The interview: Martyn Ware
With Heaven 17 back in the North West later this month, MALCOLM WYATT asked founder member Martyn Ware about the new wave synth-pop legends’ past, present and future
It was 35 years ago that Martyn Ware left The Human League and what began as a creative non-band project soon evolved into Heaven 17.
Success followed for both Sheffield outfits, and while the Phil Oakey-led Human League’s Dare and its fourth single Don’t You Want Me both topped the UK charts, Heaven 17’s ground-breaking Penthouse and Pavement also went top-20.
The chart battle continued, with Ware, fellow ex-League founder Ian Craig Marsh, and vocalist Glenn Gregory’s 1983’s bestselling album The Luxury Gap including top-five hits Temptation and Come Live with Me.
Then came 1984 LP How Men Are, which is as good a place to start as anywhere chronicling the fortunes of a band that proved an inspiration for many acts since.
I tell Martyn I picture him sweating on the other end of the phone as we speak, like his character in the video for This is Mine 31 years ago, the inside man on a bank heist.
“Well, I’ve not changed much! Actually, I was p****d off with that. Stephen Frears directed us, and we wanted a go at something that looked more like a proper film or at least a trailer.
“They ended up spraying me with sweat, making me look all dishevelled. I thought, ‘Thanks a lot’, that’s really going to do a bundle for my pulling power!”
The song itself is perhaps my favourite Heaven 17 single, and I’ve a soft spot for a few from that LP. Yet the attention seems to be on the first two albums, maybe rightly so.
“I think it’s an under-rated album. We knew we were going to have to work incredibly hard to top The Luxury Gap, and spent a lot of time and money on that album.
“To their eternal credit, Virgin basically gave us a blank cheque and said, ‘Just go for it!’ We recorded it in Air Studios and spent £300,000 on that album.
“That would equate to way over a million now. We just threw everything at it, and I thought it was a brave statement.
“The only reason it didn’t do as well as the record company hoped is because we were about to do This is Mine on Top of the Pops when Glenn ruptured his cartilage the evening before.
“He was in excruciating pain in hospital. But the producer said, essentially, if we didn’t do it, we’d never work in this town again. We never did get any more Top of the Pops appearances for the rest of that album.”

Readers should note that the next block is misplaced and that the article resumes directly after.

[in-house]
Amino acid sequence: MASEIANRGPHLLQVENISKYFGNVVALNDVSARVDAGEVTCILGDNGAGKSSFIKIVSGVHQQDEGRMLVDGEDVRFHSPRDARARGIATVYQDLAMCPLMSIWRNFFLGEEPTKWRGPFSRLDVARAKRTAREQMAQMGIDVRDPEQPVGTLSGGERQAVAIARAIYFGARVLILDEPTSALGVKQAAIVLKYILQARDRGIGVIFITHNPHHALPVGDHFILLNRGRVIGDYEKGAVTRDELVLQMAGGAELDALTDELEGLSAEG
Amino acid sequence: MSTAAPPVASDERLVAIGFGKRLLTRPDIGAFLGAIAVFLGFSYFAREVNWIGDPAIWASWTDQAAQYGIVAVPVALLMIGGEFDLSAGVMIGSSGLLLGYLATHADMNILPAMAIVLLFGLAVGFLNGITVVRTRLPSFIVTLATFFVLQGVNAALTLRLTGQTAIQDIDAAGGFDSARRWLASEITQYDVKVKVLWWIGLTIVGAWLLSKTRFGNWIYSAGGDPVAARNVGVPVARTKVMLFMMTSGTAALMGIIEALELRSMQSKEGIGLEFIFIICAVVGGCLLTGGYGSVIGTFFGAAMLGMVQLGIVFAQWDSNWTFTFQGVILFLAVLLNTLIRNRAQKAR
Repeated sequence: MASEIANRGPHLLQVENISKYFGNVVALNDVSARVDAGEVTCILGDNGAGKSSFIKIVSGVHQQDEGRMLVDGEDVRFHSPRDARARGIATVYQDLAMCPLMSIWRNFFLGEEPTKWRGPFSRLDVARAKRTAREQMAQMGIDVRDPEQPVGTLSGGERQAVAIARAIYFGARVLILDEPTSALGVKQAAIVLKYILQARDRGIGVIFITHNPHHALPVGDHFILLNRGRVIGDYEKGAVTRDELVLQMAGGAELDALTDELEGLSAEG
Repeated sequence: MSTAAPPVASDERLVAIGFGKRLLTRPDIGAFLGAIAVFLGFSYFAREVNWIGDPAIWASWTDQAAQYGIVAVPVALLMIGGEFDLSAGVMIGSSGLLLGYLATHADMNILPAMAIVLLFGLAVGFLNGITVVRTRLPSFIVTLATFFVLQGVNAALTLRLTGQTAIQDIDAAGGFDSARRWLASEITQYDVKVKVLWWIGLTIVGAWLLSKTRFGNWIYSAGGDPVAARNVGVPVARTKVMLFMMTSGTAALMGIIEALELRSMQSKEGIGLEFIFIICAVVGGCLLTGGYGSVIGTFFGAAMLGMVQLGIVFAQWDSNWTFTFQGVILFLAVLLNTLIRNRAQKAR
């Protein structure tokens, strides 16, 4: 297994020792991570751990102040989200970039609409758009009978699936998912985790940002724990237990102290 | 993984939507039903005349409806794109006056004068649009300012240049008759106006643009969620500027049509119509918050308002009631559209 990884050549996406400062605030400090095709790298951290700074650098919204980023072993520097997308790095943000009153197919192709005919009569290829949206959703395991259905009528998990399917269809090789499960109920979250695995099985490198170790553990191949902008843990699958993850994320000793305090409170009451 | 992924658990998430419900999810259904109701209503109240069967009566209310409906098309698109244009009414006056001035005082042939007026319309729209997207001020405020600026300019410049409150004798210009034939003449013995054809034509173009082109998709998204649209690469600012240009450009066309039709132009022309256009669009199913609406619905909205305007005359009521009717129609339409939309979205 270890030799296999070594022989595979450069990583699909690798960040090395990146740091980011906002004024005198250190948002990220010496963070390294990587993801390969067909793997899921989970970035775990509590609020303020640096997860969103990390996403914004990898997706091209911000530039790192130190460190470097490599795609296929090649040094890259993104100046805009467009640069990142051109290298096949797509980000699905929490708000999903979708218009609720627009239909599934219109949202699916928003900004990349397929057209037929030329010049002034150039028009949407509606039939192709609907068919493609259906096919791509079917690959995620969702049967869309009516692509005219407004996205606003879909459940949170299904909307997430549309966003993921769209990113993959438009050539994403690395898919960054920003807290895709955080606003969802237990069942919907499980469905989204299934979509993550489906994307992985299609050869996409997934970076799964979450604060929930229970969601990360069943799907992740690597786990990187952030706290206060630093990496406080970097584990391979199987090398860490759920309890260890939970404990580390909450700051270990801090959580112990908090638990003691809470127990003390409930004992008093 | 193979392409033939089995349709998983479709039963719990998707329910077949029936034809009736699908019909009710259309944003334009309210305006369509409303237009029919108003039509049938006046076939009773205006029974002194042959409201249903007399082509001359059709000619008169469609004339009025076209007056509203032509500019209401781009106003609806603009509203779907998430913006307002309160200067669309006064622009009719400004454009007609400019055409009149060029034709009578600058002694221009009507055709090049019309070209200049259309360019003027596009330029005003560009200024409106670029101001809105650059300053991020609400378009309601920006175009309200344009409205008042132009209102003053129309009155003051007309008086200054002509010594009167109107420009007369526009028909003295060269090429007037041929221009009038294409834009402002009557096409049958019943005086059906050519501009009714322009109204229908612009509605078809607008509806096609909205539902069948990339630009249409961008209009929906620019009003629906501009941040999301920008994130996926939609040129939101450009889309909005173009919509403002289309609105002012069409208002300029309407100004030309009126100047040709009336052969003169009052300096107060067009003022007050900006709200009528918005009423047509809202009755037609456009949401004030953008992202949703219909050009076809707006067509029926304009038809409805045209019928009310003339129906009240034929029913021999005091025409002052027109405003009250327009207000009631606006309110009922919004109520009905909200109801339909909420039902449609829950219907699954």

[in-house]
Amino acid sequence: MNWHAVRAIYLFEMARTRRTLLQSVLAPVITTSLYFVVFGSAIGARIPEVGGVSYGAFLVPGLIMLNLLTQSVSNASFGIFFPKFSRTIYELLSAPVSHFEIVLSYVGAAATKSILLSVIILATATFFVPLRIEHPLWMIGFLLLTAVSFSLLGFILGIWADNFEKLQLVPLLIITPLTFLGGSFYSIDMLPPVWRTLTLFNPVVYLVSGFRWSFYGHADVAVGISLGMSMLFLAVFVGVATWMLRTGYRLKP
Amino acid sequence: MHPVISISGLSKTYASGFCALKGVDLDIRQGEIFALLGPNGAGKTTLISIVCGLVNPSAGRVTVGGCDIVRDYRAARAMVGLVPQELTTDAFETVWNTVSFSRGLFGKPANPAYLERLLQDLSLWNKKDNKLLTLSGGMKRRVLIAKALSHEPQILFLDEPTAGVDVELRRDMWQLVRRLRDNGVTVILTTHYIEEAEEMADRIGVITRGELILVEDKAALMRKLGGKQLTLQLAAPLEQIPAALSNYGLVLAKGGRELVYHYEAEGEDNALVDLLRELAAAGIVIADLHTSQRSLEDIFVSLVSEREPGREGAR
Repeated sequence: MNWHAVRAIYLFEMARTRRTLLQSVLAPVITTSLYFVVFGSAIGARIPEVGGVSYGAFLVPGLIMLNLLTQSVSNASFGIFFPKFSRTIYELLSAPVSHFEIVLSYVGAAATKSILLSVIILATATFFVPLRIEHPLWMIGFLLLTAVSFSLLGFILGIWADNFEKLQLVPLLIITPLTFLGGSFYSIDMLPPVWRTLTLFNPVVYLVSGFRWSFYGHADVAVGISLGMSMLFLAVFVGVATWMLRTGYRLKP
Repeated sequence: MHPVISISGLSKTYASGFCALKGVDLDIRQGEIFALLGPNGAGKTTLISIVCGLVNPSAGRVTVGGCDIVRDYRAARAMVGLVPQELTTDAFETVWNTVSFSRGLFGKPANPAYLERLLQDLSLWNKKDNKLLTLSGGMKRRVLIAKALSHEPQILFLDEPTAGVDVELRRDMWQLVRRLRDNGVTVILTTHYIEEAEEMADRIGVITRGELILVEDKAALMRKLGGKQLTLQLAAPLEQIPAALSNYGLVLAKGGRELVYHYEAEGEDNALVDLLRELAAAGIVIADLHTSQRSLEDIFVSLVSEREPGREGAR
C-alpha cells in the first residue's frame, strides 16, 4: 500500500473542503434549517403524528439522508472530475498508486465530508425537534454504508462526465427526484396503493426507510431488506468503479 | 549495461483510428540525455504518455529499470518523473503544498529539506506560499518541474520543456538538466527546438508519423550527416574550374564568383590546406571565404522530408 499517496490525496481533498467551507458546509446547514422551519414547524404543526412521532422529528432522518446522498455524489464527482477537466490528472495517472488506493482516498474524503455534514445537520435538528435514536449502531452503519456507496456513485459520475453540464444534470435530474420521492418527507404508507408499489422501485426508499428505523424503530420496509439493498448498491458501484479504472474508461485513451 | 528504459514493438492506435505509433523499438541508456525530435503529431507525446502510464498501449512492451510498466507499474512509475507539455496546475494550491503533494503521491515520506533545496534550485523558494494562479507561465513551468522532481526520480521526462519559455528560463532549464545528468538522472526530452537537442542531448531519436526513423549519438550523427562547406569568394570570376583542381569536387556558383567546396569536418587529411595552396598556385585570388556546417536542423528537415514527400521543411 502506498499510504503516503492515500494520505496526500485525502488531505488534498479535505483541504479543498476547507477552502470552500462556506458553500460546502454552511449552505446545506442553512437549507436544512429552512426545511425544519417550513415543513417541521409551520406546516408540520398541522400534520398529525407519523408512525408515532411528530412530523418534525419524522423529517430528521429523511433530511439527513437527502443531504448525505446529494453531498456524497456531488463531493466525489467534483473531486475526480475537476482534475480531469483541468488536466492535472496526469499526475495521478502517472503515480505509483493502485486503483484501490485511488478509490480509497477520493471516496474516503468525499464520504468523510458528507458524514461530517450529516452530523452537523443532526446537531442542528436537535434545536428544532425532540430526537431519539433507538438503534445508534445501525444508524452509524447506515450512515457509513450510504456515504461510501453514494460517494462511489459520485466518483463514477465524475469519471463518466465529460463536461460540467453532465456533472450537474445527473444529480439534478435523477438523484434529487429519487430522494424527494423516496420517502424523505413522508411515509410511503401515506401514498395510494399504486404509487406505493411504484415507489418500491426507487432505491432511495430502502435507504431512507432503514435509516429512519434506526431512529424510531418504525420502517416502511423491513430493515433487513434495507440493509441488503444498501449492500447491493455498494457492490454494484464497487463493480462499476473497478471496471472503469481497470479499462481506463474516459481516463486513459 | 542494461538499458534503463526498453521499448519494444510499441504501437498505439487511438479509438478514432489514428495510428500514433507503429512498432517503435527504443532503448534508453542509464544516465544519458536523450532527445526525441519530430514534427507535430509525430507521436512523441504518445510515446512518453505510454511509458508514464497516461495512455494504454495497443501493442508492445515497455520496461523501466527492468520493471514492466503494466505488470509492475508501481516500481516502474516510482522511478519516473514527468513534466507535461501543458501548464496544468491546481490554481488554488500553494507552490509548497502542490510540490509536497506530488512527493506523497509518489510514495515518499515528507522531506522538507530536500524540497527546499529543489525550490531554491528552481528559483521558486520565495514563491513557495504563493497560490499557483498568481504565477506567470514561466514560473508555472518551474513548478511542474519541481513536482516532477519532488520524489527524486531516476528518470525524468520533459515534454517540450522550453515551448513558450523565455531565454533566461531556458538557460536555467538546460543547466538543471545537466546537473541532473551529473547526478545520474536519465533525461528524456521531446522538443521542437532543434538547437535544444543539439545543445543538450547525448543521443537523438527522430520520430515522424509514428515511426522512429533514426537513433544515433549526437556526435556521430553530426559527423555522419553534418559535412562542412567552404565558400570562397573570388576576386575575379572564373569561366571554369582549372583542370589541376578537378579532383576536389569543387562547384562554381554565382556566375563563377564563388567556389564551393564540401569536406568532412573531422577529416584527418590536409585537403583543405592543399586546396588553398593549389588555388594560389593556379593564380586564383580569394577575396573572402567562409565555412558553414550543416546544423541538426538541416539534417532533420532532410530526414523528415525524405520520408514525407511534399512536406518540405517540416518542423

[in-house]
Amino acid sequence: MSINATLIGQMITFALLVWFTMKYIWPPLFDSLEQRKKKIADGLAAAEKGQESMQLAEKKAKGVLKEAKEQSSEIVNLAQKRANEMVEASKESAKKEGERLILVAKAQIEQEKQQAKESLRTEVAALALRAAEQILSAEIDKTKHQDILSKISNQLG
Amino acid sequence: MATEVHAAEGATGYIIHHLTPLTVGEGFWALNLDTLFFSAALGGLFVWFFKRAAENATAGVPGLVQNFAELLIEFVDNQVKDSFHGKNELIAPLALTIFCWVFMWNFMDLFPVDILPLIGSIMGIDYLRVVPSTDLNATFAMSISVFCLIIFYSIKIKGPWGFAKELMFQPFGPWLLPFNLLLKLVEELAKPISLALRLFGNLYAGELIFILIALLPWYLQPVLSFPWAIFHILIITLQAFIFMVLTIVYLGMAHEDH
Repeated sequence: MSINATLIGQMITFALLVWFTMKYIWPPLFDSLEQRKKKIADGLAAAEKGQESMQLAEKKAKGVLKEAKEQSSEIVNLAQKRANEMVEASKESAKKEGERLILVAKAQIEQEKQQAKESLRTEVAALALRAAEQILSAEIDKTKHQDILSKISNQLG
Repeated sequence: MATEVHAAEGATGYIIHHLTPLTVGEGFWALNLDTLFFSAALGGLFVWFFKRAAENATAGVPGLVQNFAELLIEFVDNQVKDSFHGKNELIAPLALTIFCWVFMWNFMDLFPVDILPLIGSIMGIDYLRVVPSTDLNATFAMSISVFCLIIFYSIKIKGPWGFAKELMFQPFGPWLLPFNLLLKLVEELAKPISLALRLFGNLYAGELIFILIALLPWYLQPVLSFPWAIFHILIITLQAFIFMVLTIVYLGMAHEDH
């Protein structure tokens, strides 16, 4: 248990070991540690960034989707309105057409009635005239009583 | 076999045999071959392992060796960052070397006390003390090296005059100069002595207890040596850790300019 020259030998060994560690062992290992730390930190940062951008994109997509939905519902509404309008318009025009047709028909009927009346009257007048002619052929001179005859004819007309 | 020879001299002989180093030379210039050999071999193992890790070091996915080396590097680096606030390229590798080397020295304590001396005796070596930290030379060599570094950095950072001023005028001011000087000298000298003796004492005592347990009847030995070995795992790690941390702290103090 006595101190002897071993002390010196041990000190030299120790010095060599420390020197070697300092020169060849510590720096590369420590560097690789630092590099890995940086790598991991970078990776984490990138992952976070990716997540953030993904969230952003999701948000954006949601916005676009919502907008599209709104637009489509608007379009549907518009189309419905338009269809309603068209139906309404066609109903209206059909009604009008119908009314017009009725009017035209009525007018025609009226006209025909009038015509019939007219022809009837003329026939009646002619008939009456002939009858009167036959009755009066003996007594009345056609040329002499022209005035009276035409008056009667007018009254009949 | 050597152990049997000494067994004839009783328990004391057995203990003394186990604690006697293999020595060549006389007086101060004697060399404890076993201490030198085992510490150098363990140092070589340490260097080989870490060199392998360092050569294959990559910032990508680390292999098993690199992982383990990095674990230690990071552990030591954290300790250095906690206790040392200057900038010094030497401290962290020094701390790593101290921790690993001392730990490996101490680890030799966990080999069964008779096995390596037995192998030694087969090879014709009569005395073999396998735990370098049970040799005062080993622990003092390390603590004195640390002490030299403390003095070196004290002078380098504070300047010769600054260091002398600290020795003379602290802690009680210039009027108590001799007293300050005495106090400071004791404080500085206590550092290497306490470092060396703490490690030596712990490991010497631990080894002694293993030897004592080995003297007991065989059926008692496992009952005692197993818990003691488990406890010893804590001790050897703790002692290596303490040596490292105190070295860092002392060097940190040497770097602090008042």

Many tracks from that era are dated by the production, but not that.
“With Penthouse and Pavement, we were finding out who we were, but there was an avowed intent from The Luxury Gap onwards to make things that would last.
“We couldn’t imagine people would still be listening to those tracks 30 years down the line though. We probably thought we’d be dead by now! That’s incredibly flattering.
“But they were designed to last rather than just appeal to the moment. We spotted that as a problem in the ’80s, people buying the latest drum machine or synth to imitate the sound of that particular moment. We avoided that.”
London-based Sheffield Wednesday fan Martyn – his Primrose Hill pad a quarter of a mile from Glenn’s own – is in the North West later this month, the band playing Manchester Academy 2 on Saturday, October 31, as part of the venue’s 25th anniversary celebrations.
But a hectic touring schedule was not on Heaven 17’s agenda in their first 15 years, as Martyn explained.
“We didn’t start touring at all until 1996, I was producing Erasure’s I Say I Say I Say album, and in the studio Vince Clarke said, ‘If we said you could support us on this big arena tour, would you consider doing it?’
“I said, ‘Yeah, why not!’ Next thing I know we’re playing the NEC to 17,000 people! We got the bug, and it’s kind of developed since.
“We’ve a new double live album out, from The Jazz Café, which you can get exclusively on our website.
“We’re making a stand against any kind of digital distribution. We want people to support local musicians – be it us or some other band. The money doesn’t get to anyone otherwise.”